How you are raised can change your perception on life. I'm sure this statement doesn't surprise you, but I was surprised to see how pervasive it was the other day when the boys were discussing working with their Boy Scout troop to clean up garbage along the road. My biological son, who has been raised with a strong sense of community involvement, was excited to work on this project. He finds most things with the Boy Scouts fun and is fairly environmentally aware. My foster son, who has been bounced from house to house primarily in the city, thought the idea of getting together to pick up garbage to be the stupidest idea he had ever heard. He immediately associated it with being in trouble. You are only forced to clean up an area when a court mandates it. Fortunately, he relented, went, and had a grand time; but, his comments stuck. If he relates helping with court and consequences, who else does.

My family and I have always enjoyed helping others. We find that we receive far more than we give and I must admit, that we feel powerful when we do help. It is amazing how much one person can accomplish. So to think of community service as a negative was shocking to me, but certainly an interesting commentary on our society. I would be interested to see if others from his background feel the same. Certainly, the courts purpose is assigning community service is to repay what the guilty party took from society and also for them to see that their actions can have a positive impact. Perhaps though, what we are teaching is that community service is boring, troublesome, and something that it is to be left to people who misbehave. Hmmm! I don't think this is setting up a very positive association and may set the stage for complacency and future community inaction. I'm not sure what we should use as punishment for those who break the law and are being charged with community service, but maybe we better take a minute to discuss the message that we are sending when we do so.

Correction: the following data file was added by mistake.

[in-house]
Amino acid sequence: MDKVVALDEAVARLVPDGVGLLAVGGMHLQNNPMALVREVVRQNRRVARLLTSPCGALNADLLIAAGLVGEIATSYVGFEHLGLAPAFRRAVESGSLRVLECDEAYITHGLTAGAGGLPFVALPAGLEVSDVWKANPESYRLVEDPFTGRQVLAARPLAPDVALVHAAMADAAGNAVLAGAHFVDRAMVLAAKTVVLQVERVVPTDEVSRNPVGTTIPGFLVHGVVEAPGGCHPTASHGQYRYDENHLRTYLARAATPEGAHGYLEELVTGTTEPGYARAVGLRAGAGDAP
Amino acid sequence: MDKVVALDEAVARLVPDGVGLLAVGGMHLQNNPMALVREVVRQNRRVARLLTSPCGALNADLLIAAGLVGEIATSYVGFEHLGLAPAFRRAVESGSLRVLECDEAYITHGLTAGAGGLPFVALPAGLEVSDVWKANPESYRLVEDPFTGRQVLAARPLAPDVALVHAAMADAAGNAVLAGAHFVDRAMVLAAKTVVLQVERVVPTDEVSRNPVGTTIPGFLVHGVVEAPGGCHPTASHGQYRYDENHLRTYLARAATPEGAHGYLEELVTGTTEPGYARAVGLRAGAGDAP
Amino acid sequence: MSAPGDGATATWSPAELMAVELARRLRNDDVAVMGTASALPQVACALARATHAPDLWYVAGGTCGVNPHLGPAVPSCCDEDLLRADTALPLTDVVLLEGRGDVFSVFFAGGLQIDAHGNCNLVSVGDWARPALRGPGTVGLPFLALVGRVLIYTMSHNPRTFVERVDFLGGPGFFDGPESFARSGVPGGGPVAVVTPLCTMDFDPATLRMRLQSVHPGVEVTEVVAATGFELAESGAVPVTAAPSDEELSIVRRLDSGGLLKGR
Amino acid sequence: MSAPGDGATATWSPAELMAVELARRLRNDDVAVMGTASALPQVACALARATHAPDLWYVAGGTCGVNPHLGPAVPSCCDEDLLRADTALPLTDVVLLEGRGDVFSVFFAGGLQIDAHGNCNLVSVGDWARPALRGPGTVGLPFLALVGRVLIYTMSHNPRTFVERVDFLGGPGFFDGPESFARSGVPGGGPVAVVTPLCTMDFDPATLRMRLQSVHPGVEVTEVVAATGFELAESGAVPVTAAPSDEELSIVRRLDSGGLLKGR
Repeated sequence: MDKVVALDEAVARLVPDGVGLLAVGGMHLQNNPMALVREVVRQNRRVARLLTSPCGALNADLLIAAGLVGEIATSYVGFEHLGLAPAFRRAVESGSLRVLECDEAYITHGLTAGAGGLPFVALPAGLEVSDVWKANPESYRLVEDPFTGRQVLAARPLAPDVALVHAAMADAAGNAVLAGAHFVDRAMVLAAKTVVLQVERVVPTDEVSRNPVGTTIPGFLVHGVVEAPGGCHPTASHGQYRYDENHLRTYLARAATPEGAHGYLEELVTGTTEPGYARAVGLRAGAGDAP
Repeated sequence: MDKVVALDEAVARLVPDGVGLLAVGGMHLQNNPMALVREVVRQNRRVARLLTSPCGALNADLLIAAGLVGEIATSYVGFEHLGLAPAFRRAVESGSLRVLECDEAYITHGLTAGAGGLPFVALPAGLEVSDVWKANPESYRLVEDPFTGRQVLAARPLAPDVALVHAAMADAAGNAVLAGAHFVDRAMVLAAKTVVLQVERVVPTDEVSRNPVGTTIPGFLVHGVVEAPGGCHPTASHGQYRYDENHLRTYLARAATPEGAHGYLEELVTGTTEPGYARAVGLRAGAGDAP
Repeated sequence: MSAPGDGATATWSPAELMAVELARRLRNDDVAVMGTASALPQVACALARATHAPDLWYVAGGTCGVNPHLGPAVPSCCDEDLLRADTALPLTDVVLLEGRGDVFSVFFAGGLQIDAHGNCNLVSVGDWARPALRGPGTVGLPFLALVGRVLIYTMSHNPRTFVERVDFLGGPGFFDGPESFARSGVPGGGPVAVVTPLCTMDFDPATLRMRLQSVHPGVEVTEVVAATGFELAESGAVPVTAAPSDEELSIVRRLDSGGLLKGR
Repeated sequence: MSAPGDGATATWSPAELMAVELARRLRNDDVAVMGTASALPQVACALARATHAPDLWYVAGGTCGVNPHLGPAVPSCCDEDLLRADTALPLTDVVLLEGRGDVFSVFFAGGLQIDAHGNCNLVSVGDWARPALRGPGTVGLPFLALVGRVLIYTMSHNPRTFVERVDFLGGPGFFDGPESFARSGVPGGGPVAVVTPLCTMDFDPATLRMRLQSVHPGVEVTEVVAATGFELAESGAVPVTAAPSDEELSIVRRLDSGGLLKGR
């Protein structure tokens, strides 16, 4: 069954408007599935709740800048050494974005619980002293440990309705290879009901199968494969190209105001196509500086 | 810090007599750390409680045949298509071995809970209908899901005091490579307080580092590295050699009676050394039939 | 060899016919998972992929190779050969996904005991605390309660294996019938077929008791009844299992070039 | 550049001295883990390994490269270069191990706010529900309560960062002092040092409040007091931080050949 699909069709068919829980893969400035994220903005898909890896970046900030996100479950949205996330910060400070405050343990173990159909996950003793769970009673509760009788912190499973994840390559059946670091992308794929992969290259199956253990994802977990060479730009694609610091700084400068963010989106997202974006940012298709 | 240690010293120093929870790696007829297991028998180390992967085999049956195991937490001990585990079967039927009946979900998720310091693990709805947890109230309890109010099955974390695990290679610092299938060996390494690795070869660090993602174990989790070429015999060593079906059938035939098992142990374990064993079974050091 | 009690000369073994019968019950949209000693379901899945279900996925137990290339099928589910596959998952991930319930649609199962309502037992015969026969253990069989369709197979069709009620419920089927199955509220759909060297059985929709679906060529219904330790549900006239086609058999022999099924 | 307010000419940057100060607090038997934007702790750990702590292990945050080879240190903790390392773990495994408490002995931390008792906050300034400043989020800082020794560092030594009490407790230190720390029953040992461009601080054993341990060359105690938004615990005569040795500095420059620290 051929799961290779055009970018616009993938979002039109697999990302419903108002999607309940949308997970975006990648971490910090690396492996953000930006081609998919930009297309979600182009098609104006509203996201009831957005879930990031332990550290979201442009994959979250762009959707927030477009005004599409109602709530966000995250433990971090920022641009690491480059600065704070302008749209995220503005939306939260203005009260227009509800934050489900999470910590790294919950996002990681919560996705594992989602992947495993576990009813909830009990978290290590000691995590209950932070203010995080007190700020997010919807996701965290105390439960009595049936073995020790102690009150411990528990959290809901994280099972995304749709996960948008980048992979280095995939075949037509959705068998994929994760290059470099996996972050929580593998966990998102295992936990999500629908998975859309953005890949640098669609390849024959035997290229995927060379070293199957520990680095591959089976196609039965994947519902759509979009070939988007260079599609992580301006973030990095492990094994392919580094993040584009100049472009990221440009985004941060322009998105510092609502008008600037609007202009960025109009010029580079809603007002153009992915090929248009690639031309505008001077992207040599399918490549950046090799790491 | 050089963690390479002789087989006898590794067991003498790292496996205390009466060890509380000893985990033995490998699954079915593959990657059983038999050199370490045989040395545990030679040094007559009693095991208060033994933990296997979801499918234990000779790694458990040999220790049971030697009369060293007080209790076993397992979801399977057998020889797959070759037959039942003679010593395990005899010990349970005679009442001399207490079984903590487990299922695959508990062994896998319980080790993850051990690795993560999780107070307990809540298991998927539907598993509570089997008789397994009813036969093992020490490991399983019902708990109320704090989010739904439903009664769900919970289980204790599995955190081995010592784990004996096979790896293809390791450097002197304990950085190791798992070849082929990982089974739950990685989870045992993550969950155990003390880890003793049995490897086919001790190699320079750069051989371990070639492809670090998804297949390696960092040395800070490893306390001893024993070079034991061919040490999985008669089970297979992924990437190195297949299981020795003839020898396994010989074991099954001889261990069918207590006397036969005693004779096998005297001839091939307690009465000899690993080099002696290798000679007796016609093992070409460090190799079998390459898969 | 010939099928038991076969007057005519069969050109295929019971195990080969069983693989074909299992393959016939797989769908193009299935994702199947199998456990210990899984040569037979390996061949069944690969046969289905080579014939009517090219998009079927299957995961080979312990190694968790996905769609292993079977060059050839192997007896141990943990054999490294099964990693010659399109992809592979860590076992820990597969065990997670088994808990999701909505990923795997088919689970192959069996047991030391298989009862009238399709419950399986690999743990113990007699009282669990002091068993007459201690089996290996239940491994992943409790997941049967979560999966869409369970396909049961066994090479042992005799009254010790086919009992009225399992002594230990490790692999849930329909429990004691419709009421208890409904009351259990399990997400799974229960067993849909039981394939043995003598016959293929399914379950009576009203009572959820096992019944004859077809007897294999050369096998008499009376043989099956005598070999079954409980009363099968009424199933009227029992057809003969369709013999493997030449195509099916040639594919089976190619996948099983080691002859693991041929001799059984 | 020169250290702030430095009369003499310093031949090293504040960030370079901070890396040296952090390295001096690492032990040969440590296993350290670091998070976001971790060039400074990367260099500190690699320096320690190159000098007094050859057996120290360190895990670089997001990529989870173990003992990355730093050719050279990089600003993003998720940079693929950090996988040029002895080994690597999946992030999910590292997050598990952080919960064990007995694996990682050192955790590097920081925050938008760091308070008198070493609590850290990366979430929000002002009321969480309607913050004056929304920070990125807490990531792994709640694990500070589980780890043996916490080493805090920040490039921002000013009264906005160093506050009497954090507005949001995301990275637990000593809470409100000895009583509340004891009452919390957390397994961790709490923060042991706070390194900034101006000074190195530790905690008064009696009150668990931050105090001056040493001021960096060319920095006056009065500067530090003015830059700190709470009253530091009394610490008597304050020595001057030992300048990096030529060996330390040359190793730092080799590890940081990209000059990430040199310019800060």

Monday, April 19, 2010

Book Review - The Lost Symbol

I must ask what everyone thinks is the proper distance between book club meetings. I have this strange problem that no matter when they seem to be placed apart that I either read it too early or start cramming it in at the end. This month though I pulled a doosey: I read the first part of the book club book, but then had the opportunity to read The Lost Symbol by Dan Brown.

I could not refuse the opportunity. I had meant to bring my book club book when we traveled down to my father's but forgot it (this may have been a subconscious avoidance system at work); so I had to borrow a book and guess what he got for Christmas.